Sellers rewards her lucky reader with the best of both worlds: good old-fashioned, curl-up-in-a-chair mystery, and grown-up drama that weaves through socio-political themes as provocative as they are compelling.Sellers is an award-winning journalist, editor, blogger, and novelist. She also does occasional stand-up comedy – to quote Paris, that’s hot. She’s agreed to answer my questions (and yours – just post them in the comments section at the end of this post).
Welcome L.J.! Let’s get started.
Helen: You're a journalist and an editor in addition to being a writer. Have you been surprised by the writing process? And, if so, did that change the way you edit for other authors?
L.J.: I was a journalist before I was an editor. In fact, being a good writer makes me a better editor. I understand more than just where the commas and clauses go. I also have a good ear for syntax and an intuitive knowledge of structure, pacing, and tension. Also, being a writer, when I’m editing I sympathize with the author and try to be gentle and not interfere with the author’s voice and word choices. Being someone’s editor is about on par with being a dentist. Essentially, I’m taking a person’s money to point out his or her mistakes. This is painful—at the time—for the writer. Hopefully, in the long run, the author appreciates the final result.
I was also a journalist before I became a novelist. For years, I didn’t think I could write fiction. But as soon as I started, I loved it. And now I’m hooked. Being a journalist (and a little bit anal), I write my stories from an outline. I like to have a map of where I’m going. So I’m surprised, and usually pleased, when a story turns in a direction I hadn’t planned on. Another thing about the fiction writing process that surprises me is the amount of rewriting. With nonfiction pieces, it’s easier to say “good enough” and send it off. My novels are complex and I sometimes lack confidence in my fiction voice and style, so I feel compelled to revise and revise and revise.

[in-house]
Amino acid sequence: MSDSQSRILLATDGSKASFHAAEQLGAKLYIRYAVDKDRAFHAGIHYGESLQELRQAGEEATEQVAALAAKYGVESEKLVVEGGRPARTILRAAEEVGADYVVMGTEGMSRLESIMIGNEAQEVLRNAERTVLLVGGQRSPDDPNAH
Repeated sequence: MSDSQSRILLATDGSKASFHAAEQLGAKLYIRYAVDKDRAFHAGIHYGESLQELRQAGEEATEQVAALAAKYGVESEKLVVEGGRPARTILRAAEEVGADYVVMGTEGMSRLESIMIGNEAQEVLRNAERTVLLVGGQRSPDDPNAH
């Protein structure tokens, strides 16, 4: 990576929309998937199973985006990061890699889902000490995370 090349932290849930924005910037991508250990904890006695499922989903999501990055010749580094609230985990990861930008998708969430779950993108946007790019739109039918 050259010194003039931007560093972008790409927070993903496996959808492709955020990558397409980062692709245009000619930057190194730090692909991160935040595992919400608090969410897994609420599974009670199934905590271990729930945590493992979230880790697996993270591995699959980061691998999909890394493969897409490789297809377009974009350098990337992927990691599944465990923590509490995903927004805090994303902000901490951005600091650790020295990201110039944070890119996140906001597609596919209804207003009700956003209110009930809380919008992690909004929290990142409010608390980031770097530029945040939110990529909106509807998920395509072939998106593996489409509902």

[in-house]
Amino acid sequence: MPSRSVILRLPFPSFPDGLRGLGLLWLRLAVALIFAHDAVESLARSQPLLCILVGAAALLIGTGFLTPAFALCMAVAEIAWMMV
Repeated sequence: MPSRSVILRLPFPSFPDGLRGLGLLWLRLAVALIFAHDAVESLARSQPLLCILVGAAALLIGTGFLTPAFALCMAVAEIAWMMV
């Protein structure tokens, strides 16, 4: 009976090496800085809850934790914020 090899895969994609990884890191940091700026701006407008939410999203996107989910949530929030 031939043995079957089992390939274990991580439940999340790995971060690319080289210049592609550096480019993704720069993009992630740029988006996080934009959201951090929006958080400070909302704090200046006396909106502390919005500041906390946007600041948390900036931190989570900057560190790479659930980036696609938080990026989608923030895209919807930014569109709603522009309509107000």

Helen: Despite the title of your book, The Sex Club, it's not erotica. It's mystery/suspense that's garnered great reviews like, "expertly weaves together criminal intrigue, murder mystery, and human drama with biting social and political commentary." You've said some readers had trouble with the title. Have reviewers had the same problem?
L.J.: I think the title turned out to be a split decision. People either love it or they're turned off by it. Because the book’s format is a mass market paperback and the story is by an unknown author, major newspaper and industry reviewers passed on it. Not being on a first-name basis with most of them, I haven’t been able to get their feedback on the title. But reviewers in the mystery community have said wonderful things about the novel and none commented on the title. Some readers in the mystery community have been put off by the title, and others are confused by it. It doesn’t sound like a mystery to them. From my perspective, the title is appropriate and gets your attention. If anyone who’s read the story has a better title, I’d love to hear it. I can always use it for a reprint down the line.
Helen: Since you're not only a novelist but also an editor, did you still use outside readers to critique for you? Was editing your own book harder or easier than editing for others?